About the Author


I was a busy wife and mum, working as an independent Private Investigator. This was my retirement job, having previously served 25 years as a UK Police Officer. On 15 April 2013, I suffered a stroke and my whole life changed. I am now what many people refer to as a ‘stroke survivor’. However I am much more than my condition. I am now a self-published author, stroke advocate and a Stroke safe Ambassador for the Stroke Foundation.

My name is Shelagh and I live in Queensland, Australia with my lovely husband David and son Patrick.

I was lucky enough to be left with no physical disability after the initial problems of loss of speech, and loss of feeling in my right side, dissipated. I still suffer from daily physical and mental fatigue, but know I got off lightly.

Post stroke, I discovered my brain had changed. It seemed to function well in rhyme and most of my thoughts could not be processed unless the end of each sentence rhymed. I began to write down my thoughts and emotions in the form of poetry and soon learnt these feelings were not just experienced by me, but are shared by many stroke survivors. It was refreshing and comforting to know that I was never alone during my recovery.

These poems are about my day to day experiences; the thoughts, struggles and triumphs of my recovery as a stroke survivor. They are set out chronologically, following my journey through times of despair and depression, back to a normal life. The stroke recovery was a roller coaster of mixed emotions but being able to document in poetry even the darkest moments kept me motivated and gave me a will to carry on.

By writing, I could express myself and release the negative and frustrating emotions, and by looking back over the poems I soon realised that as these darker moments passed, each day became brighter. I hope that upon reading them, you can read the struggle but also accept the triumphs which now far outweigh the negativity.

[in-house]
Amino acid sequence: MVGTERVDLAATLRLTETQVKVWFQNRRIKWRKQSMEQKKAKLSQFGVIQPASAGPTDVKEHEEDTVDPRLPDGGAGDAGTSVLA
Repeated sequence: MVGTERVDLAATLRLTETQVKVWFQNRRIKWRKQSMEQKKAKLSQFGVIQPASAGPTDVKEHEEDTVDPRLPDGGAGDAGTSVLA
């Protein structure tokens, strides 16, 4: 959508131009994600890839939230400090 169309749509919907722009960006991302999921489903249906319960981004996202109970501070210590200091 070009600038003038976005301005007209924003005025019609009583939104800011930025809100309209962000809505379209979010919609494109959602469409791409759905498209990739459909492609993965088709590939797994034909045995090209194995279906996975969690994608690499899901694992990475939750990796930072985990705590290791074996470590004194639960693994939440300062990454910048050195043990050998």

You may feel some of the poems are confronting, and they may well be, as I wrote them to help release negative emotions such as sadness, frustration, post stroke depression and the utter feeling of despair. Other poems detail the funniest moments of forgetfulness and mishap, but all the poems are entirely true.

When I review them now I can see how important it was to maintain a positive mindset and a healthy, active life. With those two ground rules, I feel I have shown myself that anything is possible.

Along my own journey, many have asked me how to stay motivated during the frustration and depression that is so common post-stroke. This has always been a difficult question to answer, but I do believe that creativity has been a key for me. Poetry has been my own creative outlet, but we are all different. Some of us like to write, some to draw and some to paint. The use of colour therapy is regarded by many as a powerful tool to aid healing.

I’ve added some pages within the book for you to colour in, to express yourself in your own way. I hope this also adds some light to the ‘darker’ poems. There are also a few pages where you could write your own poems, or doodles, or drawing. Why not have a go exploring your own creativity.

Some of these poems were posted on the FAST parenting after a stroke Facebook site, and the first poem, of events on the day of the stroke, was published in the Spring 2013 issue of Stroke Connection, a newsletter sent to thousands of stroke survivors and their families around Australia.

Please enjoy my poems as much as I have enjoyed writing them. If you are reading as a stroke survivor, or on behalf of a loved one, I trust they give you some hope and positivity, helping you through the day with the knowledge you are not alone.